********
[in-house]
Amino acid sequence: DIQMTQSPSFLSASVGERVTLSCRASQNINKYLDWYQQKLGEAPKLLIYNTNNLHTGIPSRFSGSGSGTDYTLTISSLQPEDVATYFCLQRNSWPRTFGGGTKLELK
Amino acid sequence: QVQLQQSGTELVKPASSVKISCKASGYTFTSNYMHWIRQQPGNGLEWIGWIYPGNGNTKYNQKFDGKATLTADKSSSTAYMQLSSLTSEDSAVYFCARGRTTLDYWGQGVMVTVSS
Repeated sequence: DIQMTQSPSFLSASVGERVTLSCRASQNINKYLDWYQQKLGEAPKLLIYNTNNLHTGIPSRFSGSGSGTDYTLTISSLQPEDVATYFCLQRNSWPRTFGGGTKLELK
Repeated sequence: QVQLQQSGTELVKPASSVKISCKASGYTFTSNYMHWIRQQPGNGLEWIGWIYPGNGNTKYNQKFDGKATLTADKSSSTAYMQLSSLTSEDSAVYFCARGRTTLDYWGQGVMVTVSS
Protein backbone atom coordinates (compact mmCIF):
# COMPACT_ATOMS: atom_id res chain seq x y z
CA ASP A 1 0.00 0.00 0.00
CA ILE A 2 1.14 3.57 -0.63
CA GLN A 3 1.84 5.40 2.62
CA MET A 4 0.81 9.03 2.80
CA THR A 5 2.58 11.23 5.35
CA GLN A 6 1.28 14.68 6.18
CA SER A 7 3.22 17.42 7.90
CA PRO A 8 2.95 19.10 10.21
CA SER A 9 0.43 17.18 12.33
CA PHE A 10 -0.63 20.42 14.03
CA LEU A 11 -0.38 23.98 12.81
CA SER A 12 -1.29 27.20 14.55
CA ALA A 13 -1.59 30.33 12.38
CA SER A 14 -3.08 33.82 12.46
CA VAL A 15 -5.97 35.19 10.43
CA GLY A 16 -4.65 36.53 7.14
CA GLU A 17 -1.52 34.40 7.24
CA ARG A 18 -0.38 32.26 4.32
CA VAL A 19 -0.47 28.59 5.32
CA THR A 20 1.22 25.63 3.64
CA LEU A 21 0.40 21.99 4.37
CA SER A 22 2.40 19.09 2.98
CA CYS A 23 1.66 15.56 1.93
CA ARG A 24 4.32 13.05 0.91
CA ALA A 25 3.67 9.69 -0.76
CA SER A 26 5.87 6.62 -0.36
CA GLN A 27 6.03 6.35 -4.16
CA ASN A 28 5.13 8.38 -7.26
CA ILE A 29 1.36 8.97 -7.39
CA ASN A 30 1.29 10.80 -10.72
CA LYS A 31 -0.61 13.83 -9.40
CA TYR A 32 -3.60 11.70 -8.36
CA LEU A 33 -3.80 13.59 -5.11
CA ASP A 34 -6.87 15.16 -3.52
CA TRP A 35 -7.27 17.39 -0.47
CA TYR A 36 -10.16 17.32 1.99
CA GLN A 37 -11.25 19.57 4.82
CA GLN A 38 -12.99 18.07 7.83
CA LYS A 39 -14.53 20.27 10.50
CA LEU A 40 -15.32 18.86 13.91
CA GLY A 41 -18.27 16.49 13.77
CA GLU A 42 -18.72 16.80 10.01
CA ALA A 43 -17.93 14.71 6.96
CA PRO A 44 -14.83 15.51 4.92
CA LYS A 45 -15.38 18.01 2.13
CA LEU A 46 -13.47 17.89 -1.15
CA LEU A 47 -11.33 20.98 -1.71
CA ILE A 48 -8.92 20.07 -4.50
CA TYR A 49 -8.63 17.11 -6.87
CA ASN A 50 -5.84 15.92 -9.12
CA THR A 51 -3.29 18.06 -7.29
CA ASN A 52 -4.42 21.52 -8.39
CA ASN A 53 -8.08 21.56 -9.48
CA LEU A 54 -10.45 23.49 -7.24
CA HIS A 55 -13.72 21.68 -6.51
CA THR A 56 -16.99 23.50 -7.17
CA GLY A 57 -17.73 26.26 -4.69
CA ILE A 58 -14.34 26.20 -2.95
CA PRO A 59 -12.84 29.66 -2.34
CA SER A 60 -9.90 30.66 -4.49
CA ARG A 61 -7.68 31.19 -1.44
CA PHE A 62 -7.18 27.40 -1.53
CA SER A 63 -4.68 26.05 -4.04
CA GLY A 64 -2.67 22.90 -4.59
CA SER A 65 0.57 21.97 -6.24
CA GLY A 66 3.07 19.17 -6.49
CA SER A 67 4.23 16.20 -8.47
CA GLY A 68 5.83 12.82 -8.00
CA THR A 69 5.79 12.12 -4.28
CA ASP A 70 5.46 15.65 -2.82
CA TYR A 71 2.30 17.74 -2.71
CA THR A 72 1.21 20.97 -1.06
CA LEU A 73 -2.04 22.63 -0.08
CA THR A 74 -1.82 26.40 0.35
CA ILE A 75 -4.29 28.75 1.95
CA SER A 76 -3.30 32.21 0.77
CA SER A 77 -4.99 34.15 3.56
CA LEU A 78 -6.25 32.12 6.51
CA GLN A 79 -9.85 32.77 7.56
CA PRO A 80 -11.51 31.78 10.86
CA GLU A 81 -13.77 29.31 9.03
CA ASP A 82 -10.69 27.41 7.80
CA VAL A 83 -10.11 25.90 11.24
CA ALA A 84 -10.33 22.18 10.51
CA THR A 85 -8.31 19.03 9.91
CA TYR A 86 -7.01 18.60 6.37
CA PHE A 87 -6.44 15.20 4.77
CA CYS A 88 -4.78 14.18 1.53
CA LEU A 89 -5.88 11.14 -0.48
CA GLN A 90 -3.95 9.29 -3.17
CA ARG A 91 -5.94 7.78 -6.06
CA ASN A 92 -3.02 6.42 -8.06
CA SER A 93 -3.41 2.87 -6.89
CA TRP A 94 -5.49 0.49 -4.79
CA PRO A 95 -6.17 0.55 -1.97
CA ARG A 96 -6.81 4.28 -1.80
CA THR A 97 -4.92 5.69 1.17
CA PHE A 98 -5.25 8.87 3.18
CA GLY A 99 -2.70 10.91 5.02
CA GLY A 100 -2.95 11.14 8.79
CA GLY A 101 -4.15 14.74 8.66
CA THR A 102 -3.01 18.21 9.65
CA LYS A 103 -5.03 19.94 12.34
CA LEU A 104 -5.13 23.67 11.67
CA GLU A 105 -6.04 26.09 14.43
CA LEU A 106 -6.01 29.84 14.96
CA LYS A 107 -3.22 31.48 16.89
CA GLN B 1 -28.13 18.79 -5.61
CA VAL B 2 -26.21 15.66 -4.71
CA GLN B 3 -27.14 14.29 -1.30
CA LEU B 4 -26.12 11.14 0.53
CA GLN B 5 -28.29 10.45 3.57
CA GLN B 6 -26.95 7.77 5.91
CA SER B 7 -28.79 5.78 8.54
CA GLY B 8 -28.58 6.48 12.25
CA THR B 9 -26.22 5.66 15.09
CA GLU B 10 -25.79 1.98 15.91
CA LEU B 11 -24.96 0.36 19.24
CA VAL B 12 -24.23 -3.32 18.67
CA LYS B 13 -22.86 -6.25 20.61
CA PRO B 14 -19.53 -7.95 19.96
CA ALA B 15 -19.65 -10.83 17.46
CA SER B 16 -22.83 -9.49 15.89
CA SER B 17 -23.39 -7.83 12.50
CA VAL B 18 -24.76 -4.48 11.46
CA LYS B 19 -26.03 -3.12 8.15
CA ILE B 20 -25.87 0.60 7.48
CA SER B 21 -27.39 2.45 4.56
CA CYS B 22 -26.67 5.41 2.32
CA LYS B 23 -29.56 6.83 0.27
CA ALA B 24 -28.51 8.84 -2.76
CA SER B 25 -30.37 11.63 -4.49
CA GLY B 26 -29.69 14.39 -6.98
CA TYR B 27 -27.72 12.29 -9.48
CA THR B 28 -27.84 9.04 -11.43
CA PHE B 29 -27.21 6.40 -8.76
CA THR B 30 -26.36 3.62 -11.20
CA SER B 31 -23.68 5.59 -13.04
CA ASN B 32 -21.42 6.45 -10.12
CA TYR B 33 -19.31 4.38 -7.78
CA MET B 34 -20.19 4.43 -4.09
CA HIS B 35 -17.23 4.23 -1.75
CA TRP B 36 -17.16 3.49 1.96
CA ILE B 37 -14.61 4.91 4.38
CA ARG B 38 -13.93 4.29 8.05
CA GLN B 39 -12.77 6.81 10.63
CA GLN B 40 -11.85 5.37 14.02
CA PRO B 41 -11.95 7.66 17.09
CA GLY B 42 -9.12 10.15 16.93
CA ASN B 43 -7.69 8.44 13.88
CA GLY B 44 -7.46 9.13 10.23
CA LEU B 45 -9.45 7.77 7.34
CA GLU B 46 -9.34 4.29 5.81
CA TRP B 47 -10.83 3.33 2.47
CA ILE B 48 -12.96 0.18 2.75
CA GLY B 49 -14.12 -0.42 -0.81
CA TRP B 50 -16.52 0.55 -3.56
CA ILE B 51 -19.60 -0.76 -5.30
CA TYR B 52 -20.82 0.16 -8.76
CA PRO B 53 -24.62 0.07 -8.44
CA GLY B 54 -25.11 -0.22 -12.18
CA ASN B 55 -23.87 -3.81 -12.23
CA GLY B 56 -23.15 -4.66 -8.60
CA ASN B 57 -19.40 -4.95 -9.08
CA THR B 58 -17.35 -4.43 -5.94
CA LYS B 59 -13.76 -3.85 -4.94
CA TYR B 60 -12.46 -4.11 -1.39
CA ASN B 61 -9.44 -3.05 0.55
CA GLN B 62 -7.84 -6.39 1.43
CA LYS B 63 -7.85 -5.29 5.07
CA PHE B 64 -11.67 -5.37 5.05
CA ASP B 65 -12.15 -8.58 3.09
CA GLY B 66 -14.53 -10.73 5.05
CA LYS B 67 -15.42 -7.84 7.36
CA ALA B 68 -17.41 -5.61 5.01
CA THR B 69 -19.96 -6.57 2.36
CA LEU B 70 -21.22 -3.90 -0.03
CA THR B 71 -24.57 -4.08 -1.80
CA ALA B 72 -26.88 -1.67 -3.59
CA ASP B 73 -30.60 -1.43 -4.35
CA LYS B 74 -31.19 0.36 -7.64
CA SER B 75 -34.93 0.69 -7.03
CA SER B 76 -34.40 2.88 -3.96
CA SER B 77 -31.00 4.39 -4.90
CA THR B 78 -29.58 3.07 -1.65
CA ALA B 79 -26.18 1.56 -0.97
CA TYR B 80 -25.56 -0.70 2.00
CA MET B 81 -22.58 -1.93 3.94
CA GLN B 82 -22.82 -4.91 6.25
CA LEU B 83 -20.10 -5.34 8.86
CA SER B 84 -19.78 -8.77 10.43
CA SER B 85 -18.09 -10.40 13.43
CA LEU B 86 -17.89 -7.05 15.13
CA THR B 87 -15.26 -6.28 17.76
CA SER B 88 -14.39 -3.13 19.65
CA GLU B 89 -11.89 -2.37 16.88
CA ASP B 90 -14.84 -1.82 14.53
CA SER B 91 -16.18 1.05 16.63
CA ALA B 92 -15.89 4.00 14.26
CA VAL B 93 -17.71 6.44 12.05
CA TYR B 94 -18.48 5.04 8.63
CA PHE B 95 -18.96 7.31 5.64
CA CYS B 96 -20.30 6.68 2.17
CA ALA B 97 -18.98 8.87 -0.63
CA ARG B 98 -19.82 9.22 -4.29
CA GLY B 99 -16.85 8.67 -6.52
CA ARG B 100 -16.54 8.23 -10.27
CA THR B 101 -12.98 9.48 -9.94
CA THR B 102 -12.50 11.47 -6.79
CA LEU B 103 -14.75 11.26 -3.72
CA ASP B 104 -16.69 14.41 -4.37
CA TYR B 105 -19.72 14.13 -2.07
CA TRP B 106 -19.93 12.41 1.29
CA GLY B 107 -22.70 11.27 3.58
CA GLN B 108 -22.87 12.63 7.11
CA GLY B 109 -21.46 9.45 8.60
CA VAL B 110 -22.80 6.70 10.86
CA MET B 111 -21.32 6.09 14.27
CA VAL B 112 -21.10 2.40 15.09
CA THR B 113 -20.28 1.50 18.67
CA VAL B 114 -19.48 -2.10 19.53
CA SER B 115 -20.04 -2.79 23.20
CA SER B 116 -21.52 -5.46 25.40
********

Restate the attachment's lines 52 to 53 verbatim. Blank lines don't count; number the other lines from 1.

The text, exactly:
CA LYS A 45 -15.38 18.01 2.13
CA LEU A 46 -13.47 17.89 -1.15